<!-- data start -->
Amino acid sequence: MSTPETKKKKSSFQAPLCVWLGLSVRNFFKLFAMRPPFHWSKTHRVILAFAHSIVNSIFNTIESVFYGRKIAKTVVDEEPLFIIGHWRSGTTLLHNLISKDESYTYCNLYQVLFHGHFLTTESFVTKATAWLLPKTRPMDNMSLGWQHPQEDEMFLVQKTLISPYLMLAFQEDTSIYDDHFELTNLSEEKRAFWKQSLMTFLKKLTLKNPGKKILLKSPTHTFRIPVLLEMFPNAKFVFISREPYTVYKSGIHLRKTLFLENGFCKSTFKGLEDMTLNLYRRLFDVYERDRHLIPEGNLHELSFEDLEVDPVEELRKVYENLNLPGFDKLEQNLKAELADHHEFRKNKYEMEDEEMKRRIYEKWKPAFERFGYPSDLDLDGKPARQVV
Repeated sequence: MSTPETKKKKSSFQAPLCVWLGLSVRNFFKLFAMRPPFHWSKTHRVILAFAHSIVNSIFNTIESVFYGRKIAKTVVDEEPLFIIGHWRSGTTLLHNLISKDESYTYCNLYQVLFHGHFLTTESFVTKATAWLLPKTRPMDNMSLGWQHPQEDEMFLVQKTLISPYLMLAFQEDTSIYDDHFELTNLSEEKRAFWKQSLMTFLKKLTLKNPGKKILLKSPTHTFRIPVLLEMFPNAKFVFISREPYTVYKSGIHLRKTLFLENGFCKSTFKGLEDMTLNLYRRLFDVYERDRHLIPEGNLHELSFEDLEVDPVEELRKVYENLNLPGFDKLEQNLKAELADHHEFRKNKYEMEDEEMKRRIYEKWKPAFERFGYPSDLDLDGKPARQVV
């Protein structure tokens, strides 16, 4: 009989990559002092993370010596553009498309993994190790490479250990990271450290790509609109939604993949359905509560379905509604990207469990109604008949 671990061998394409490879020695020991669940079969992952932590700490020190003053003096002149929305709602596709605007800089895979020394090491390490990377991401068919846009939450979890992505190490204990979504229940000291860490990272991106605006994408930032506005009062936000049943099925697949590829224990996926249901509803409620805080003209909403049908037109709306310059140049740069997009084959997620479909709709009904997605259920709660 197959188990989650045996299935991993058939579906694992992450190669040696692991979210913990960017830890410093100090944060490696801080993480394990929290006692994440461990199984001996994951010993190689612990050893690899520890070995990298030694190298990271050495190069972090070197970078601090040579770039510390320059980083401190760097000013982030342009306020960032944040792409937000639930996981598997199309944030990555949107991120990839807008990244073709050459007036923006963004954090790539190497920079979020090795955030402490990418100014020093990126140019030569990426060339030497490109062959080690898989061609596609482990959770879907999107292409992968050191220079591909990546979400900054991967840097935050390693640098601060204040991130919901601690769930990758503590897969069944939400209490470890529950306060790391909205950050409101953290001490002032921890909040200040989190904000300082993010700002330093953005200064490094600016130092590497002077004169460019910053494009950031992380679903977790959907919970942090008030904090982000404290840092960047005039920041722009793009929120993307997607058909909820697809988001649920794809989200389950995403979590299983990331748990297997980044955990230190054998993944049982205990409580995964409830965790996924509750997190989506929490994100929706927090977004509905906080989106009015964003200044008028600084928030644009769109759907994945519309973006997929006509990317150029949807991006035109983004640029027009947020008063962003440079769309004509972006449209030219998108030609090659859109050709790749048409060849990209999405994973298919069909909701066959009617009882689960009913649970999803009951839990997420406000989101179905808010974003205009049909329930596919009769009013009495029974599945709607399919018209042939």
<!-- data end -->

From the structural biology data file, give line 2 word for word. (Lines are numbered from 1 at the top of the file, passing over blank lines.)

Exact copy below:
Repeated sequence: MSTPETKKKKSSFQAPLCVWLGLSVRNFFKLFAMRPPFHWSKTHRVILAFAHSIVNSIFNTIESVFYGRKIAKTVVDEEPLFIIGHWRSGTTLLHNLISKDESYTYCNLYQVLFHGHFLTTESFVTKATAWLLPKTRPMDNMSLGWQHPQEDEMFLVQKTLISPYLMLAFQEDTSIYDDHFELTNLSEEKRAFWKQSLMTFLKKLTLKNPGKKILLKSPTHTFRIPVLLEMFPNAKFVFISREPYTVYKSGIHLRKTLFLENGFCKSTFKGLEDMTLNLYRRLFDVYERDRHLIPEGNLHELSFEDLEVDPVEELRKVYENLNLPGFDKLEQNLKAELADHHEFRKNKYEMEDEEMKRRIYEKWKPAFERFGYPSDLDLDGKPARQVV